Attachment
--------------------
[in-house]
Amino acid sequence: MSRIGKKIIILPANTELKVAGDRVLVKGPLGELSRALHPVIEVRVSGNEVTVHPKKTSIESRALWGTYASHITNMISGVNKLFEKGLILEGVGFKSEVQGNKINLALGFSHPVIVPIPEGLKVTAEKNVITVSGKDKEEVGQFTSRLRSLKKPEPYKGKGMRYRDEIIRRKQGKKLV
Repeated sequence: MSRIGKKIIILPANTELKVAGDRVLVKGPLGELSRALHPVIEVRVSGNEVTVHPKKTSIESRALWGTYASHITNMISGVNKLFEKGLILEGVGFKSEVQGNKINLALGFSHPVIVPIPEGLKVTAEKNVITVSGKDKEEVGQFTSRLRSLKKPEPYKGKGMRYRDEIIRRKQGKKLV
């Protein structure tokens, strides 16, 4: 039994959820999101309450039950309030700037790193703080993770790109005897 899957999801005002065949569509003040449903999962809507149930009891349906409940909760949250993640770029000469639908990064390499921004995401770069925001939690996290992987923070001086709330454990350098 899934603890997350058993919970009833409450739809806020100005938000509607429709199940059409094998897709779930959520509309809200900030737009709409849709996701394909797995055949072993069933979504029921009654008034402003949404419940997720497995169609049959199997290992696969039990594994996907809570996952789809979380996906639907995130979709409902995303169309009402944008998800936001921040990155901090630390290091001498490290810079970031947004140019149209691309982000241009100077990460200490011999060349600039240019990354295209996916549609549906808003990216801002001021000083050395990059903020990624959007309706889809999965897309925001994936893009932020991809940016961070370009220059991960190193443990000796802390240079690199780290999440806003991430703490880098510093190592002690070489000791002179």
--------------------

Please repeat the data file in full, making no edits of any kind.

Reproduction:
[in-house]
Amino acid sequence: MSRIGKKIIILPANTELKVAGDRVLVKGPLGELSRALHPVIEVRVSGNEVTVHPKKTSIESRALWGTYASHITNMISGVNKLFEKGLILEGVGFKSEVQGNKINLALGFSHPVIVPIPEGLKVTAEKNVITVSGKDKEEVGQFTSRLRSLKKPEPYKGKGMRYRDEIIRRKQGKKLV
Repeated sequence: MSRIGKKIIILPANTELKVAGDRVLVKGPLGELSRALHPVIEVRVSGNEVTVHPKKTSIESRALWGTYASHITNMISGVNKLFEKGLILEGVGFKSEVQGNKINLALGFSHPVIVPIPEGLKVTAEKNVITVSGKDKEEVGQFTSRLRSLKKPEPYKGKGMRYRDEIIRRKQGKKLV
């Protein structure tokens, strides 16, 4: 039994959820999101309450039950309030700037790193703080993770790109005897 899957999801005002065949569509003040449903999962809507149930009891349906409940909760949250993640770029000469639908990064390499921004995401770069925001939690996290992987923070001086709330454990350098 899934603890997350058993919970009833409450739809806020100005938000509607429709199940059409094998897709779930959520509309809200900030737009709409849709996701394909797995055949072993069933979504029921009654008034402003949404419940997720497995169609049959199997290992696969039990594994996907809570996952789809979380996906639907995130979709409902995303169309009402944008998800936001921040990155901090630390290091001498490290810079970031947004140019149209691309982000241009100077990460200490011999060349600039240019990354295209996916549609549906808003990216801002001021000083050395990059903020990624959007309706889809999965897309925001994936893009932020991809940016961070370009220059991960190193443990000796802390240079690199780290999440806003991430703490880098510093190592002690070489000791002179």